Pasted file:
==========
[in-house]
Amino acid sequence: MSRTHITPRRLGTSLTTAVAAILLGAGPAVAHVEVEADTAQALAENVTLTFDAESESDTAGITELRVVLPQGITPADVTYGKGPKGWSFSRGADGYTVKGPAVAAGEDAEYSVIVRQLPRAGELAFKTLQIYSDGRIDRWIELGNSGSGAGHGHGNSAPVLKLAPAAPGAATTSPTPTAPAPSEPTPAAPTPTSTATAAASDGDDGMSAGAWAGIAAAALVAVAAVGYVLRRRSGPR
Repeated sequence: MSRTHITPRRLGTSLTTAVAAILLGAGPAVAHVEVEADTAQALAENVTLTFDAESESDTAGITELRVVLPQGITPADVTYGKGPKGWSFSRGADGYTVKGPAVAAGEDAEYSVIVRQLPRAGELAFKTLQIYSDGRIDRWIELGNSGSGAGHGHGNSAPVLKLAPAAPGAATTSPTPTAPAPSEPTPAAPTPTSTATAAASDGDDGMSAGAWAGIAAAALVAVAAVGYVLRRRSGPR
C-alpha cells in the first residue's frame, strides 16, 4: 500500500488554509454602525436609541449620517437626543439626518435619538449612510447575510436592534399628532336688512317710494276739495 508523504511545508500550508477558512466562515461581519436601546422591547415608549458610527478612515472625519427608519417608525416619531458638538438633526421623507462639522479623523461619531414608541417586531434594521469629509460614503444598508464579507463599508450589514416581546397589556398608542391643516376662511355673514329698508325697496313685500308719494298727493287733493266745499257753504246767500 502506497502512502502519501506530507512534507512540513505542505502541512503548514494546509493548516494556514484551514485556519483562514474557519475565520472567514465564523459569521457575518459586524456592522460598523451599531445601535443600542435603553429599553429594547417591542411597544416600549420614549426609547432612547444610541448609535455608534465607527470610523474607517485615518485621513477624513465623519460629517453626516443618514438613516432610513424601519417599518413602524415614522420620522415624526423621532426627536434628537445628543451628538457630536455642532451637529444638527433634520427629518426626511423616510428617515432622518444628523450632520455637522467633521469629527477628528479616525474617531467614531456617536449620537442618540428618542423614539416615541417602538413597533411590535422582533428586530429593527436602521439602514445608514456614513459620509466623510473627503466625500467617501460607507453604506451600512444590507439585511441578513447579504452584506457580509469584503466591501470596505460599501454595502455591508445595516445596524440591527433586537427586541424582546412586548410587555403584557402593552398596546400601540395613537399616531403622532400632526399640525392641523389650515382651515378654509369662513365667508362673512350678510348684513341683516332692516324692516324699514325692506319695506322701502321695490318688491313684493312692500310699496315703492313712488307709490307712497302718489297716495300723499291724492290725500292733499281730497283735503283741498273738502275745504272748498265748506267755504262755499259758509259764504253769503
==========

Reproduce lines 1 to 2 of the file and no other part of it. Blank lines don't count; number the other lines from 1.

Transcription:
[in-house]
Amino acid sequence: MSRTHITPRRLGTSLTTAVAAILLGAGPAVAHVEVEADTAQALAENVTLTFDAESESDTAGITELRVVLPQGITPADVTYGKGPKGWSFSRGADGYTVKGPAVAAGEDAEYSVIVRQLPRAGELAFKTLQIYSDGRIDRWIELGNSGSGAGHGHGNSAPVLKLAPAAPGAATTSPTPTAPAPSEPTPAAPTPTSTATAAASDGDDGMSAGAWAGIAAAALVAVAAVGYVLRRRSGPR